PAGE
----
HSBC Swiss Leak: Media, Entertainment Figures In Firing Line

The tsunami of personal and business banking details exposed in the HSBC ‘Swiss Leaks’ scandal is now washing over major figures in the media and entertainment business.

Rocks stars including David Bowie, Tina Turner and Phil Collins, actors such as Christian Slater, Joan Collins and John Malkovich and Elle MacPherson and media businesspeople including Kerry Packer are all named in the vast trove of account details released by whistle-blower Hervé Falciani and passed to the French authorities in 2008.

It’s been a slow-burn scandal, as the material passed first to Le Monde newspaper in France and then on to the International Consortium of Investigative Journalists (ICIJ) and then gradually into the public domain.

The cache is a fantastic piece of Big Data journalism, using technology to root out stories which would never have found an audience in pre-digital days.

Swiss banks have had a reputation for secrecy and keeping unsavoury clients’ money safe for decades – they notoriously accepted Nazi funds – but that secrecy has never been so catastrophically breached until now.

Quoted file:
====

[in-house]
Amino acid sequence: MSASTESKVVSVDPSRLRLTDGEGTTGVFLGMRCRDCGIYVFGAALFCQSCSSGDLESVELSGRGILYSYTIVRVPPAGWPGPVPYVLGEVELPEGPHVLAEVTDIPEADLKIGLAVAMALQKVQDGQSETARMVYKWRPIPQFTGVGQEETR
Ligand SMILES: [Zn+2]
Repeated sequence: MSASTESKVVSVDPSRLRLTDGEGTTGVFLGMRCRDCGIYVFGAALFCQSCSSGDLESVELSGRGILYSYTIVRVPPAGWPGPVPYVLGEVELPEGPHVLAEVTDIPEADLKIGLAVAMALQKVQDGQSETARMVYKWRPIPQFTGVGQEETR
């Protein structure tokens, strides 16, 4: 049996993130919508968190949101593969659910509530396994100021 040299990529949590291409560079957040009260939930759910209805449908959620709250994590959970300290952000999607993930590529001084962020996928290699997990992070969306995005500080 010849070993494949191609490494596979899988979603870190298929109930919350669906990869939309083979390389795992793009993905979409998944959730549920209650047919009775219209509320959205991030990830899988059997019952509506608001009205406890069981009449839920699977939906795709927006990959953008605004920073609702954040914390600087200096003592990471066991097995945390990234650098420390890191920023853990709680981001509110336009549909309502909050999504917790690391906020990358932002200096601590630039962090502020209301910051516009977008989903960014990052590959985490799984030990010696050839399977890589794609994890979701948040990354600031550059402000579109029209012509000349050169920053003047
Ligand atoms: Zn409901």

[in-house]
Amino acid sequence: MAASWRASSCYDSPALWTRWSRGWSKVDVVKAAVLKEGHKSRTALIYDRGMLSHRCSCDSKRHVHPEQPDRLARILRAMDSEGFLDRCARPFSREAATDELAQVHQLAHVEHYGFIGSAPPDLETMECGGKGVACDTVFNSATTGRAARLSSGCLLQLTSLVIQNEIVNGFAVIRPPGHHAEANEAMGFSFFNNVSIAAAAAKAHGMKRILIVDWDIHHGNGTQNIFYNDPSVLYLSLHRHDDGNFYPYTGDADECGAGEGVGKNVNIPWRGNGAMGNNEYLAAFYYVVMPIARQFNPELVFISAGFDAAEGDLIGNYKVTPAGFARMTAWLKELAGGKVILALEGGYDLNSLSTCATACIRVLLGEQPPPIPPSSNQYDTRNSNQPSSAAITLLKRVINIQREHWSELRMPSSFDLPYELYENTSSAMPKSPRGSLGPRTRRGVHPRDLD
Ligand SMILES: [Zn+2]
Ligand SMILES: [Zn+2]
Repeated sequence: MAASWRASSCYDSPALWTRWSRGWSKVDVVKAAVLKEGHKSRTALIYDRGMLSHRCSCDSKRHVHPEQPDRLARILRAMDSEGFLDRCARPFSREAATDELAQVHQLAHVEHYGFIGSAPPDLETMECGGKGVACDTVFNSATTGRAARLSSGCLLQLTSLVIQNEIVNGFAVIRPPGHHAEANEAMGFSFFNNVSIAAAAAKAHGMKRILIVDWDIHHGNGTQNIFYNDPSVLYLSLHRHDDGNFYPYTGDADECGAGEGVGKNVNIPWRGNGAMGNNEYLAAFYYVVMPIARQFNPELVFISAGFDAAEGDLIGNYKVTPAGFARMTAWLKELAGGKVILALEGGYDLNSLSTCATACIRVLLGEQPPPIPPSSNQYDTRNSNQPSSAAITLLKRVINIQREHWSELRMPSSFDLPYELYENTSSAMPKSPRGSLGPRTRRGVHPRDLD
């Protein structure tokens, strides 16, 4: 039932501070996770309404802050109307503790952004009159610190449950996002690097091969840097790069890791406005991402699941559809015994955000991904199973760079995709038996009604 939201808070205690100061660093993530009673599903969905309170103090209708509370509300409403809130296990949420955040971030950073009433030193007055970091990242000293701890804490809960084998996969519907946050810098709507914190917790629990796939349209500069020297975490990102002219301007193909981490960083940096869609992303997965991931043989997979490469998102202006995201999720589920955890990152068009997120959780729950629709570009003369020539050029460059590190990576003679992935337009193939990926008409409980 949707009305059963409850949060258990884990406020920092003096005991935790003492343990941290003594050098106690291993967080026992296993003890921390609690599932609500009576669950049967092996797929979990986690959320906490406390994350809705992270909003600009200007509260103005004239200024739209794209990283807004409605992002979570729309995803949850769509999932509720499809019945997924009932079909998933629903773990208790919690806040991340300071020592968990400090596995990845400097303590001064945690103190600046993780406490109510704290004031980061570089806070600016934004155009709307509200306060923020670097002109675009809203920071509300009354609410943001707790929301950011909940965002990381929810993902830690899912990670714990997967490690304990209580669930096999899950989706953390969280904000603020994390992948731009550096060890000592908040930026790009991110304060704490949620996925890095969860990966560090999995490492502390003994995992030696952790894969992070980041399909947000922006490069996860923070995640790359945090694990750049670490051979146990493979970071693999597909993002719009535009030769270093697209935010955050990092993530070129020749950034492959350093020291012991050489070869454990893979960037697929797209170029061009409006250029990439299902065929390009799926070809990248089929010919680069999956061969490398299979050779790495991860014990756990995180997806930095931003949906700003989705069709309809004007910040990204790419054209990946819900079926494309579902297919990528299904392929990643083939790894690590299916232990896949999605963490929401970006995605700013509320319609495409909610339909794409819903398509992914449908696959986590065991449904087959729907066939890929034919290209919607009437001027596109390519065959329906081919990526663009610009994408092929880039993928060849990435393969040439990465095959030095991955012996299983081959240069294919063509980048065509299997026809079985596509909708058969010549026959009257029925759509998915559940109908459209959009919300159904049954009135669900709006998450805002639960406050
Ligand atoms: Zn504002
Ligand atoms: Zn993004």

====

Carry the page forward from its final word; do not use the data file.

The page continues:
The most heinous examples, the arms dealers supporting genocide, the globe-trotting criminals evading justice across multiple jurisdictions, will rightly absorb the majority of law enforcers’ attention. Political figures who have traded donations for influence, while evading their national tax liabilities, will be sure to remain in the headlines for months.

The stars of stage, screen and the music business may have an easier time of it. Several were resident in Switzerland, or had Swiss nationality, at the time they had HSBC accounts, which is easy enough to justify. These include Bowie, Tina Turner and Phil Collins. Others will claim ditziness or unauthorised agents acting on their behalf (Collins), or that they knew nothing about it at all (Malkovich).

But like similar recent scandals involving artists and entertainers, such as the accounting scam which caught British comedian Jimmy Carr, who was exposed for putting £3.3 million ($4.5 million) in an offshore tax avoidance scheme in 2013, or more recently the TV presenter Gary Lineker, found to have placed money in another avoidance scheme, there is an increased focus on the tax affairs of the rich and famous.

For Europeans, this coincides neatly with the austerity programs that have emptied the pockets of middle class millions, reduced their benefits, depressed their wages and made them resentful of the soaring wealth enjoyed by a small minority.

Technology has come to their aid, exposing a legal vulnerability and hitherto unseen predilection for greed and secrecy among the rich.

There’s nothing Europeans love more than a good dose of schadenfreude.